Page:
John's gospel records three of the seven words. Luke records three more. Matthew and Mark each record the same one, making the total seven. Seven is a significant number in the Bible. It is a number of completeness. Together these final words provide the church with a powerfully complete meditation on the gospel and the cross. They also give us speech for our own dying, our own suffering, our own participation in Christ’s crucifixion and resurrection. When we wonder what a good death, a faithful death - a death that participates in Christ’s dying and rising - is like we speak and we listen for words like these.


myeloma fundraiser update

Our April 5th multiple myeloma fundraiser is coming together well. We have a few tickets left. A wide variety of items have been donated for the silent auction. Many old friends and neighbours are planning to join us including at least two friends who are also currently living with myeloma. Today our local newspaper, the Peace Arch News, includes a story about the fundraiser under the headline "Cancer patient still counting blessings". Thanks again to everyone who has contributed to the VGH+UBC Foundation in support of the Hematology Clinical Trials Unit. Your generosity is very encouraging. You can donate online at the secure donation page or, if you would rather, you can donate by cheque. For more information contact me.


velcade breather, part two

I am well into my Velcade breather having completed a thirty-five day cycle without any treatment. My free light chain count has, as expected, increased. Yesterday brought confirmation that over the thirty-five days the number rose from 45 to 153. Since our goal is to keep the number below 100 this means I'll be re-commencing treatment. My doctor is currently applying for funding to continue treating the myeloma and amyloidosis with Velcade. My next appointment with him is on April 8. I expect that he will then confirm a new round of treatments. While it is not great news that my free light chain count has risen it is what we expected. The good news is that the Velcade is working and is necessary to manage the diseases. The next step is approval of the funding request and a return to weekly visits to St. Paul's Hospital.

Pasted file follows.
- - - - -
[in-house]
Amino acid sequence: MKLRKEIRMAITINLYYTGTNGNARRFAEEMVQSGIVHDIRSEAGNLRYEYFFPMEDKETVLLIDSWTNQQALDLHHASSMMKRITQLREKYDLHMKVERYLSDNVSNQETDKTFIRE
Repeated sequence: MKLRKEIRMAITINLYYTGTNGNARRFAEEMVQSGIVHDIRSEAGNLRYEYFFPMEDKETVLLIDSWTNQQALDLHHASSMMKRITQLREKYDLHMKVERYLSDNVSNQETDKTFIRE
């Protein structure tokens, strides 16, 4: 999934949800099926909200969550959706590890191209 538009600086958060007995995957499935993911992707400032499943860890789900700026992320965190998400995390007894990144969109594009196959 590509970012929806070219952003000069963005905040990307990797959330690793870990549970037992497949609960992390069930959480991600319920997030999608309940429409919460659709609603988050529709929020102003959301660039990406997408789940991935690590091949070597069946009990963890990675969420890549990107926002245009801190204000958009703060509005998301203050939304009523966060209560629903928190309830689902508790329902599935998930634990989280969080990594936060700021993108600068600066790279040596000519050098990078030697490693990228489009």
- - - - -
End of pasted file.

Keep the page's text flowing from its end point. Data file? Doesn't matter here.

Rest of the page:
In the meantime ...


galatians - week six

Here is the introductory page for Galatians chapter six and week six of our congregational conversation about Paul's letter to the Galatians ...

In preparation for our time together read Galatians, chapter six. Note your own questions and insights. Bring them with you to our conversation. Consider these statements and questions:

diakonia - commanded to love

The mark of Diakonia is the root word for our terms “deacon” and “deaconess”. In the world of the New Testament it refers to the role of a slave or a servant (in Latin the word slave is “minister” and slavery is “ministry”). Diakonia exhibits the ways in which the church, as a slave of Christ, is obedient to Jesus who, after washing his disciples’ feet, says: “I give you a new commandment, that you love one another. Just as I have loved you, you also ought to love one another” (John 13:34). When the church wonders where the boundaries of such extravagant love might be found it is reminded of the parables of the Good Samaritan (Luke 10:25-37) and of the Sheep and the Goats (Matthew 25:31-46). These explosive parables announce that God’s love ignores the boundaries to care and concern that we have erected and accepted. They alert the church to the news that Jesus is unexpectedly present incognito in the hungry other, the imprisoned outcast, the forgotten invalid and the lonely stranger. Surprising hospitality to the other, the outcast, the forgotten and the stranger is a hallmark of God’s glory. Its emergence in community is a crucial sign that God is calling the church into being once more.